Final Fantasy XIII-2 Review

However, the best thing has to be the ability to tame enemies and get them to fight on your side. Finally capturing a powerful enemy and turning him into an asset for yourself gives you a very gratifying feeling. My wife and I had many a high-five moment after capturing cactuars, chocobos, tonberrys (yes, you can actually tame a tonberry!), behemoths and various other monsters. The monsters, which specialize in one job class, can also be infused with other captured monsters to give you more powerful creatures. If you’ve ever been a fan of Pokémon, this will be right up your alley.

The music of this game is phenomenal, and punctuates the game perfectly. For every shocking confession, sober moment, big fight, or happy occasion the music amplifies this. On top of this, the graphics are wonderful and bright, although it can get pixilated on some close ups of the characters. The best example of all this is the very first fight between Lightning and Caius, which looks and feels like a scene out of the movie Advent Children. While excellence in both areas is pretty standard for Final Fantasy, it’s good to see this tradition continue.

As good as FFXIII-2 is, it does have its flaws. For instance, while they made the maps that are larger and less linear, they still feel a bit lazy. Granted, you get a lot of locations but all those locations repeat themselves. For example, Bresha Ruins repeats itself many times (Years 005, 100, and 300) and it’s the same map each time. They change the scenery of each map at least, but there are essentially twelve stages that are reused three to four times each. That can get old after awhile.

On top of this, FFXIII-2 handles the concept of time travel very poorly. With a game like Chrono Trigger where time travel was a focus, the choices or discoveries you made would affect all other timelines. Not so in FFXIII-2, which is very stubborn about it. After a while, this will bug and annoy you.

Let me give you a hypothetical, spoiler-free example. You go to a location, where Hope is studying pancakes. According to his research, something will happen in the future that will wipe out pancakes as we know them. He makes it his mission from then on to save pancakes from extinction. You bump into Snow later, 200 years in the future, and he’s battling a unicorn that’s eating all the world’s pancake batter, thus leading to the extinction of pancakes. However, you can’t go back to Hope and tell him about this so that he can start preparing the world for the unicorn and take care of the issue. Instead, you have to kill the thing yourself, and the story won’t progress until you do. Things like this happen a lot, and the logic behind it will annoy you.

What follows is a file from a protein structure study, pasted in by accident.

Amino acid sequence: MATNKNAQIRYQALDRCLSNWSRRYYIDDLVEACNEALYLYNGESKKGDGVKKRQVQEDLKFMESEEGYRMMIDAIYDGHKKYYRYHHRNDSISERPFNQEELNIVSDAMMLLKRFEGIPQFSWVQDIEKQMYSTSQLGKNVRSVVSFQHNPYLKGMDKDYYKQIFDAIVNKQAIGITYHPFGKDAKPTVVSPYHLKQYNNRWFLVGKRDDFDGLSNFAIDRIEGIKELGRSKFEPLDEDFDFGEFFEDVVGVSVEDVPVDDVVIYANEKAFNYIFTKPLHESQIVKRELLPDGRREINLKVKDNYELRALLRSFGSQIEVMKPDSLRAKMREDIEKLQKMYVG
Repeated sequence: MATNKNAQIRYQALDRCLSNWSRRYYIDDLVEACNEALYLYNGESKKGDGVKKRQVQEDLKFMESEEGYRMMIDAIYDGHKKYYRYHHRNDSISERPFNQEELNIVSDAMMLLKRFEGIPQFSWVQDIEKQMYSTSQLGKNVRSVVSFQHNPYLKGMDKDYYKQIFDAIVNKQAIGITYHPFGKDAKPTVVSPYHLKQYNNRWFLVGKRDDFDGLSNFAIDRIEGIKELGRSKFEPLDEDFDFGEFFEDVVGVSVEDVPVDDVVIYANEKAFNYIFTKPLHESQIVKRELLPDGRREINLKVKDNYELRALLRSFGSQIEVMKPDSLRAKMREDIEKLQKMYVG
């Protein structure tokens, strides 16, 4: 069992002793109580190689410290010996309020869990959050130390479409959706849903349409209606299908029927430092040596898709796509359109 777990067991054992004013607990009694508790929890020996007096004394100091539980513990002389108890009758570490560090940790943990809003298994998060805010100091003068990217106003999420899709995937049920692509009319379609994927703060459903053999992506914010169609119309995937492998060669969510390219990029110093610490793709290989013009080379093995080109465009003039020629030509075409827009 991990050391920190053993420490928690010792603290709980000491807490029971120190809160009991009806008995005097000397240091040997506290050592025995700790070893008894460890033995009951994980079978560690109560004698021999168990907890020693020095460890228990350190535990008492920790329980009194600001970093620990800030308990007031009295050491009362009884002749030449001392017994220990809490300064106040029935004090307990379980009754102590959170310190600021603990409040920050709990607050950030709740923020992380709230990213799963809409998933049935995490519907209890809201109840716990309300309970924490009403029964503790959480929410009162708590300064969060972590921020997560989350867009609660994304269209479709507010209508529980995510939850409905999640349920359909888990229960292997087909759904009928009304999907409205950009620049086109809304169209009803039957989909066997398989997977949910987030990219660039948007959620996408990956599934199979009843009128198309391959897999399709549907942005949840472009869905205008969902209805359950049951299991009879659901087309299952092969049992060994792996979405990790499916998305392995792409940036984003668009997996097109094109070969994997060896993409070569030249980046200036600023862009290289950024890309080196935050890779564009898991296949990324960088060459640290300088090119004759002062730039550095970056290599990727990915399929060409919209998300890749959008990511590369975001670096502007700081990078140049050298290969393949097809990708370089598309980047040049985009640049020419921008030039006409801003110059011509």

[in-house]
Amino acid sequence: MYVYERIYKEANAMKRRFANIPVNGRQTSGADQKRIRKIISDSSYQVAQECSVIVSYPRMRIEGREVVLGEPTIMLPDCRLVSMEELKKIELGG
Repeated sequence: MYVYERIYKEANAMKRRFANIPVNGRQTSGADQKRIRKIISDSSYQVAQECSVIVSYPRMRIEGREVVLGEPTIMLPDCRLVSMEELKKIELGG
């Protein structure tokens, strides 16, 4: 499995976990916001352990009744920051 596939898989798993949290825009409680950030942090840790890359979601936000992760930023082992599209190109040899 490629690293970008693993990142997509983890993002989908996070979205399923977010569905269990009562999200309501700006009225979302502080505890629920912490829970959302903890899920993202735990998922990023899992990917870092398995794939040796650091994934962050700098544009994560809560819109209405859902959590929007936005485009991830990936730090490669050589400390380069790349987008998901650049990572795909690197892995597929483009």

Speaking of shoddy logic, there’s the ending. I’ll spare you any spoilers (feel free to jump to the next paragraph if you don’t want to risk it), but the ending has two fatal flaws that turn an okay story into a frustrating one. Number one, there’s the moment you find out what Caius’ ultimate plan was, and the story itself becomes a giant waste of time. As you hear it, you say something to the measure of “Wait, that’s it? Wouldn’t it have been easier to…” and that will be the end of it for you. Second, they end it with “To be Continued.” The ending itself is very Empire Strikes Back and it just ends there. This sucks, because we gamers know there is never a guarantee that any game’s story will be continued. Of course, this is Square so the odds are favorable, but they should have given us a definite ending. They did it for FFXIII, so why not the sequel? If you want to see how this all plays out, you’re going to have to wait another 2-3 years. This realization takes a lot of wind out of the sails.

All this being said, I didn’t hate Final Fantasy XIII-2. The game is fun to play through, and I don’t regret my time spent with it. The developer’s really did listen to complaints about FFXIII and made a lot of changes to fix them. However, it’s not without faults. Square should definitely quit with time travel, and give a game with a definitive ending in the sequel.

I give this one a thumbs up. There’s much to do, and future DLC — with several extensions to the game incoming for Sazh, Lightning, and Snow — ensures that you won’t bored when you’re done. Those who never played the first one can also jump right in — there’s a primer that fills you in on FFXIII right on the start screen. While this one doesn’t quite restore the Final Fantasy name, it takes steps in the right direction.